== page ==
After a couple of hours of fabulous paddling, hitting as many eddies as each of us wanted to, ferry gliding until our arms ached, and generally messing about in the most amazing location, we were approaching La Sabliere. Hugo and I nosed carefully towards the obvious horizon line, hugging the right bank, to find a massive tongue heading straight into a very large, curling standing wave, followed by a very big and bouncy wave train, of the sort that would almost definitely swamp an open canoe. Just to the right of the top wave, but close to a large rock, was a line. A narrow one, but as long as you hit that spot on, we thought we'd then be able to continue down the right-hand side, avoiding the biggest of the wave. I went for it, not without a sense of trepidation, for there were waves everywhere, and rocks underneath them! In the end, with a careful line choice, I made it down with Hugo close behind, and we eddied out one on each side. The others followed, looking very small in this mass of seething water beneath the towering walls of the Gorges.

The next rapid was almost as fun, and Al and Andy added to the excitement by attempting to share a wave together. After that, the difficulty eased, but there was constant entertainment all the way to our final stop on a sandy beach by a surf wave, where we could alternate lying in the sun with playing on the water. A final mile took us, happy and buzzing, to the finish.

After a day where some repeated the first half day, and others drove up the valley on a recce, the fourth new paddle was to be further upstream, from the bridge at Montbrun, back to St Enimie. This wouldn't be as hard as La Sabliere, but there were lots of grade 2 rapids, some of which were quite exciting with big wave trains and lots of fun to be had. These high waters had proven to be fabulous, not only were we paddling on a fast, exciting river perfect for open canoes, but we were also constantly awed by the limestone shapes around us, pinnacles, walls, overhangs and slabs. Above all, vultures wheeled constantly, massive wings spread to catch the thermals. This day was almost as good as La Sab!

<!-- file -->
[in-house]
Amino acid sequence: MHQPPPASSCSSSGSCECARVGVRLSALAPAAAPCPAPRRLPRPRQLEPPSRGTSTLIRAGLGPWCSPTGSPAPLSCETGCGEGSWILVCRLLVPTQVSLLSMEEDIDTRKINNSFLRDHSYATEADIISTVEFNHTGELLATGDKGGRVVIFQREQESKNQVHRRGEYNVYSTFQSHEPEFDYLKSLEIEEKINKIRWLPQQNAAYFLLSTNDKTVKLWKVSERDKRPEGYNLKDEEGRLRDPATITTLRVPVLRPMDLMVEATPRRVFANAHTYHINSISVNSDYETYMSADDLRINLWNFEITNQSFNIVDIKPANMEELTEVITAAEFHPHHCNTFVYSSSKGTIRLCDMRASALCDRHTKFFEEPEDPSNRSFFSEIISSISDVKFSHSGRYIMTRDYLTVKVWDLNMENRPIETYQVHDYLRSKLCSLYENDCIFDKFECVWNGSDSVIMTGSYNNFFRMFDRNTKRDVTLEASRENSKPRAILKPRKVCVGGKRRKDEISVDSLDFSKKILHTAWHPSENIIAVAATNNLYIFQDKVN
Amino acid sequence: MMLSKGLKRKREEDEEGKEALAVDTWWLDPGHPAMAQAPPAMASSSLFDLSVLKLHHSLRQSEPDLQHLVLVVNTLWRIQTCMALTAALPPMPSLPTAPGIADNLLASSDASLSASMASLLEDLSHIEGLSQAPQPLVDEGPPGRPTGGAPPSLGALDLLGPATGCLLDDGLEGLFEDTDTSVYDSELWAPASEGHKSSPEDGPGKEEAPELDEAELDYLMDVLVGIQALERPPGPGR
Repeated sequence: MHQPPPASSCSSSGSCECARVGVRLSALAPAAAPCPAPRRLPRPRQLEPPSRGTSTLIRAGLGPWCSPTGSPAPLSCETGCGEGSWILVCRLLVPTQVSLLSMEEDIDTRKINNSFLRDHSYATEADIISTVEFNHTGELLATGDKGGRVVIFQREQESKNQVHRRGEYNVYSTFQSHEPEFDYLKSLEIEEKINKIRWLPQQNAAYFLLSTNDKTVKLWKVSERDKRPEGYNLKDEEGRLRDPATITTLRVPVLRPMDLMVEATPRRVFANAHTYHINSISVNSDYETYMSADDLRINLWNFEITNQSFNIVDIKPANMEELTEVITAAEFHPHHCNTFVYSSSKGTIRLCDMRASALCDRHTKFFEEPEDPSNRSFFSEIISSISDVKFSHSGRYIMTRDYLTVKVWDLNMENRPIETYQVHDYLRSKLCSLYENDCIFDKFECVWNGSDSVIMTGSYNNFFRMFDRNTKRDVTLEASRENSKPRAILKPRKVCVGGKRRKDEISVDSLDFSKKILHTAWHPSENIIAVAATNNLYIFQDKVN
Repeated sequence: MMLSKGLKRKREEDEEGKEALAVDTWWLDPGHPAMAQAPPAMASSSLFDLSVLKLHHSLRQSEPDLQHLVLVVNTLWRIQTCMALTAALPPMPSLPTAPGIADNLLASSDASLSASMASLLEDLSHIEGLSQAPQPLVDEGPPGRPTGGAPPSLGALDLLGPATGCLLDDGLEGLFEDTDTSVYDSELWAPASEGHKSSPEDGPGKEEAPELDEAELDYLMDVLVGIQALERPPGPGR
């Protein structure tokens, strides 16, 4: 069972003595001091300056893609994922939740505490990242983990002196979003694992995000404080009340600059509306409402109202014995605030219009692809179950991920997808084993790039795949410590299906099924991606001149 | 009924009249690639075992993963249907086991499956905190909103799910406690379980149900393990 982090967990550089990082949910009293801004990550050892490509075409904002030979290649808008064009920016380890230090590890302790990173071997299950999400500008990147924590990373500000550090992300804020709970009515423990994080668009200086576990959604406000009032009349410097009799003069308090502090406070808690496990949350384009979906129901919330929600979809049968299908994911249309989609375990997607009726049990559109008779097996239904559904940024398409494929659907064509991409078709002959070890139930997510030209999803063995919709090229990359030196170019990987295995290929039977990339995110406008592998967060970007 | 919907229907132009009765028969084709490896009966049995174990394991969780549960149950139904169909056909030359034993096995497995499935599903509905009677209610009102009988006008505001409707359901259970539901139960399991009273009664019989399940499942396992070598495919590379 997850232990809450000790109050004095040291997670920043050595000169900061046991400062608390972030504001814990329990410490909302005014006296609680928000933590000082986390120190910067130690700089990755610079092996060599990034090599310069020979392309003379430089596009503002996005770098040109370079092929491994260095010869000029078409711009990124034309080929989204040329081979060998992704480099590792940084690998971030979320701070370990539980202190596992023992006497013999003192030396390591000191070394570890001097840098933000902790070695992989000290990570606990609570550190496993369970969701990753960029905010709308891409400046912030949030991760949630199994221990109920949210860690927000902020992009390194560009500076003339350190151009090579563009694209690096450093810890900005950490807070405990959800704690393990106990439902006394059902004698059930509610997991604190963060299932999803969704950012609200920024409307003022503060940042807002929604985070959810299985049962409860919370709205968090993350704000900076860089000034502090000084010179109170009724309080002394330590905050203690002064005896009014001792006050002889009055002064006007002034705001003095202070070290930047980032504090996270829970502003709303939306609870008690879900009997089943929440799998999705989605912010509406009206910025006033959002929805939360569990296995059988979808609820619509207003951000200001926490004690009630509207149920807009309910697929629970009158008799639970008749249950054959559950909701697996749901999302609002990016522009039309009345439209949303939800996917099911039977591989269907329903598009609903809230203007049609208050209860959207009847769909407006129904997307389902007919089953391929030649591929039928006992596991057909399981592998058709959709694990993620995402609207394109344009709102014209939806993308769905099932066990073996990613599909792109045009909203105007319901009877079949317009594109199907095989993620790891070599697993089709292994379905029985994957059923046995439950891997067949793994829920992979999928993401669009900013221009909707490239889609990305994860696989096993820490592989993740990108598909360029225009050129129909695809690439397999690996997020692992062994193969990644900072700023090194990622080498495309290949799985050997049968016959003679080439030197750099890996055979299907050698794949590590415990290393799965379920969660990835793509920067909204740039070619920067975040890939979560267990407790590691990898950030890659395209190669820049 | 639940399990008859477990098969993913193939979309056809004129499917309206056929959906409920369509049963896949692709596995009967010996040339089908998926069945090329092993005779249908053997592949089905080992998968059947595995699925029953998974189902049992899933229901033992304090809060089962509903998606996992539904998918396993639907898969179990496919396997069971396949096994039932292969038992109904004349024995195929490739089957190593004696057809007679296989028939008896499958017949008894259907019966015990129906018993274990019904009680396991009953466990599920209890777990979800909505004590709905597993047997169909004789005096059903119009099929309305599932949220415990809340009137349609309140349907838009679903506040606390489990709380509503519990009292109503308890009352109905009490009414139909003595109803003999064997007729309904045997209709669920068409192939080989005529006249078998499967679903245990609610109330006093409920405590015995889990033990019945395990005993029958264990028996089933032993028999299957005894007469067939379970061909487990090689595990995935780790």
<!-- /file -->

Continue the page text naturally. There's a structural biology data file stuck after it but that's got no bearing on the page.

Our final paddle was a new one to me too, Le Rozier to La Cresse. Low in grade, the valley here becomes more open, the main gorge over, but the scenery is still beautiful, if less dramatic. There was a final sting in the tail; a broken weir with a huge wave beneath it, which 3 of the group ran and 2 of us portaged round!

This had been a fantastic week. I'd been worried that the much higher water would have washed out many of the features, making it a less interesting paddle. I was wrong. It had taken the paddling up to another level, both in difficulty and in fun! The paddling was fantastic, but I was glad we were an experienced group as it took it out of the comfort zone for open canoeists without a good whitewater background. Yet the water also somehow remained crystal clear, none of the brown sediment we come to expect when UK waters are up. The region also offers up fascinating villages, and beautiful flora and fauna, there's plenty to do without a canoe, too!

Of course, there was also the constant "craic" that comes with paddling with mates, who also happen to come from that island across the sea to the west, and from old friends who've adopted the French way of life and keep training me to embrace it.

Each day on Paddle Points:

We stayed at Camping La Blaquiere in the heart of the Gorges

Mark and Louise of Canoe Massif Central provided the Irish contingent with their canoes and paddling kit, and looked after us like kings.

Gorges du Tarn, perfect for open canoeing
The Gorges du Tarn